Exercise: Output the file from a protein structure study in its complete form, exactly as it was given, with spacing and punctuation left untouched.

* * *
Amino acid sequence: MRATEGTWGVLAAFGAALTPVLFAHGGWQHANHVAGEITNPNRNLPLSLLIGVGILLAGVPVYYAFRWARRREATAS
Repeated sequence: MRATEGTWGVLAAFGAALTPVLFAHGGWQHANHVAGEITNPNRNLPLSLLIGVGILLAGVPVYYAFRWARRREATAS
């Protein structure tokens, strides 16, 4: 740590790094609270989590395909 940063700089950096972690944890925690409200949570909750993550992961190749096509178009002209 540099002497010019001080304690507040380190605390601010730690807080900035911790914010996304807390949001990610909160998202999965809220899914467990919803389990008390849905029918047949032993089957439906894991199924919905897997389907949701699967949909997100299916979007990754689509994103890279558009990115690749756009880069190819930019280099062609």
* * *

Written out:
Amino acid sequence: MRATEGTWGVLAAFGAALTPVLFAHGGWQHANHVAGEITNPNRNLPLSLLIGVGILLAGVPVYYAFRWARRREATAS
Repeated sequence: MRATEGTWGVLAAFGAALTPVLFAHGGWQHANHVAGEITNPNRNLPLSLLIGVGILLAGVPVYYAFRWARRREATAS
């Protein structure tokens, strides 16, 4: 740590790094609270989590395909 940063700089950096972690944890925690409200949570909750993550992961190749096509178009002209 540099002497010019001080304690507040380190605390601010730690807080900035911790914010996304807390949001990610909160998202999965809220899914467990919803389990008390849905029918047949032993089957439906894991199924919905897997389907949701699967949909997100299916979007990754689509994103890279558009990115690749756009880069190819930019280099062609």